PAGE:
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  • Writer's pictureJohn Woodman


Further to the previous Blog - Northern Power House Anyone ? - the reopening this weekend of the direct rail service between Burnley and Manchester prompts an additional posting.

Not having ridden over the railway line to Burnley I am not personally familiar with the problem facing travellers from east Lancashire heading to and from Manchester. However it seems the one important missing link at Todmorden, cut in 1972, has been reinstated to allow direct services from Burnley into Manchester.

The 'Todmorden Curve' traversed only some 500M but created a strategic gap which resulted in Burnley and Accrington passengers having to change trains at Hebden Bridge to connect with the Manchester service. This has been sorted in part due to consistent representation by Burnley Council supported by diverse organisations, charities and public bodies. Taking this news on board as it were :

Poulton Le Fylde railway station retains the double track junction which leads to Blackpool North and northward for former services to Thornton, Burn Naze (with its important industrial assets) and Fleetwood. The trackage and right of way to Fleetwood from the 'Poulton Curve' still exists albeit now single line as far as the Jameson Road railway bridge at Burn Naze. At this point just south of Fleetwood. and beyond the blocked in bridge, the railway right of way has been protected to allow for future operation as far as Wyre Dock an area likely to change in the next few years. Our Trust has many of its trams stored here thanks to Associated British Ports who have been most considerate and helpful in recent years.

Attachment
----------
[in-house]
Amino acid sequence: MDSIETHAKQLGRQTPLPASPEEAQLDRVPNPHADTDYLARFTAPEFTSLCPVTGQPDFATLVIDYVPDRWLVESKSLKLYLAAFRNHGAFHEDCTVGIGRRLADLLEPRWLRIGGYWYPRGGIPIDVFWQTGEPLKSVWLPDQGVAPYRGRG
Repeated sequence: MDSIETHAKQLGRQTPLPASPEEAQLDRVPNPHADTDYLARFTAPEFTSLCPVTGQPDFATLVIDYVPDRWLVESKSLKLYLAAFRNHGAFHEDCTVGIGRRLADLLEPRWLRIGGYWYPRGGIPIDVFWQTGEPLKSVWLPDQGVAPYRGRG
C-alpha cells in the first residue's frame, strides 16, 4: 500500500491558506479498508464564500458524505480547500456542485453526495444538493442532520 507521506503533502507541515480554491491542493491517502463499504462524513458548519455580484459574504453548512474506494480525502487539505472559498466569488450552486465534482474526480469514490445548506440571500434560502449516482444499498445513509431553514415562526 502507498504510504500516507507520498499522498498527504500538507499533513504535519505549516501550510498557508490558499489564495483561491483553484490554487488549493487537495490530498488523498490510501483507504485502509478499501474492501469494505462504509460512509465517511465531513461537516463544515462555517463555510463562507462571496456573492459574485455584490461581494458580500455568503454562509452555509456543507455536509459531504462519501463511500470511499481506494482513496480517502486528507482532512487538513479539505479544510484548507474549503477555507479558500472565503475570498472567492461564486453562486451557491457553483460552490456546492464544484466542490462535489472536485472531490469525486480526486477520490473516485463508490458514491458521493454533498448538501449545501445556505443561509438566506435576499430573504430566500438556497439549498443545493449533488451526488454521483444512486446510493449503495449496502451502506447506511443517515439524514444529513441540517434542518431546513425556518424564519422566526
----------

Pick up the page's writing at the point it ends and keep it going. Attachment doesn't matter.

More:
Development of former railway right of way beyond Wyre Dock makes it impossible for trains to reach Fleetwood's commercial district. However a park and ride facility is possible together with a shuttle bus linkup from a simple rail terminus. Trains could operate to Poulton, Kirkham and Preston, and serving the expanding industrial and energy development on the former ICI industrial land at Burn Naze. There is also talk of the same railway infrastructure being utilised in a potential tramtrain scheme embracing the Fylde coast hinterland - connecting with Blackpool's light rail operation at Blackpool North. This might not be a curve too far, given the kind of political and local government prodding witnessed at Burnley and Accrington - other Lancashire towns fallen on hard economic times.

Elsewhere in west Lancashire; filling a similar rail gap in the vicinity of Ormskirk could allow the return of direct rail service from Southport to Preston - although Southport's fortunes are abetted by the excellent electric rail service to Liverpool by Merseyrail. Nor is this renaissance in rail investment confined to England! The reopening of a long closed line south of Edinburgh to the banks of the River Tweed (well almost) will reconnect towns and communities cut off by arbitrary rail closures under the unlamented Beeching era. This is a project of Scotrail with local government partners and widespread community involvement.

Perhaps we should now be considering Fylderail as a logical development of the Blackpool Council light rail setup. One which serves all (or nearly all) of the key economic drivers and communities in this compact part of the northwest.

More anon.

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